Let me demonstrate with the example in the screenshot "LOOKUP Example" (the full set of examples may be found in **this Excel file**):

**LOOKUP example**

Imagine you have an annual model forecasting for many years into the future. Creating inputs can be time-consuming if data have to be entered on a period-by-period basis. But there is a shortcut.

Consider the data table in cells F12:K13 in the "LOOKUP Example" screenshot. The value in the final cell of the first row is actually the numerical value "2020" not the text value "2020+". It appears that way due to custom number formatting (Ctrl+1).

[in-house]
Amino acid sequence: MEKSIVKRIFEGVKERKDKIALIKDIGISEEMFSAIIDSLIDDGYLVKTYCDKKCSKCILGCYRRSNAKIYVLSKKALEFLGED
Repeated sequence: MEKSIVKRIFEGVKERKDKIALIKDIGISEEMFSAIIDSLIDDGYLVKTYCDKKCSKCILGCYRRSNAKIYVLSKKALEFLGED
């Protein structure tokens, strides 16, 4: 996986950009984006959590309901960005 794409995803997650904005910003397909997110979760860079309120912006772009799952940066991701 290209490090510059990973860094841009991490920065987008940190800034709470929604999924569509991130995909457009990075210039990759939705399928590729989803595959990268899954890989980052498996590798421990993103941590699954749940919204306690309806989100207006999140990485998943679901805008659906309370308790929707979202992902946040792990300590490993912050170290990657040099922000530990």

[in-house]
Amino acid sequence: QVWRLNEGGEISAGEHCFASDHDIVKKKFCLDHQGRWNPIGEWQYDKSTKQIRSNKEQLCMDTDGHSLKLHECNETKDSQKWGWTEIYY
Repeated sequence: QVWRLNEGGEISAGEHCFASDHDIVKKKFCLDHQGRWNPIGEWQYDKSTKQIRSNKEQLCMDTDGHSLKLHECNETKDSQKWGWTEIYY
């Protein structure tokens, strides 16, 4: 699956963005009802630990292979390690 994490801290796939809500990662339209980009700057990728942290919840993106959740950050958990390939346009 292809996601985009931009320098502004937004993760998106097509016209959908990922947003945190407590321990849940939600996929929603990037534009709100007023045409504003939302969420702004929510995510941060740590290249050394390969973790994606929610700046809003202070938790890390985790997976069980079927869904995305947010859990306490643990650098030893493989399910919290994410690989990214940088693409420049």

The syntax "0+" adds a plus sign to the number, although Excel still reads the value as 2020 (see the screenshot "Selecting Custom Number Formatting").

**Selecting custom number formatting**

The formula in the first example, LOOKUP(G$19,$G$12:$K$13), uses the array version of LOOKUP, looking up the year in the first row of the data table and returning the corresponding value from the final row. When a year is selected that is greater than 2020, the 2020 value is used as LOOKUP seeks out the largest value less than or equal to the value sought. Therefore, we don't need to have lengthy data tables — once we assume inputs will be constant thereafter, we can just curtail the input section.

As mentioned earlier, using the array form of LOOKUP is dangerous, though. What if someone inserts rows? The lookup will "flip" to look at the first and last columns instead, which is not what is required. Using the vector form is safer, as shown in the screenshot "Using the Vector Form for Assumptions and Results".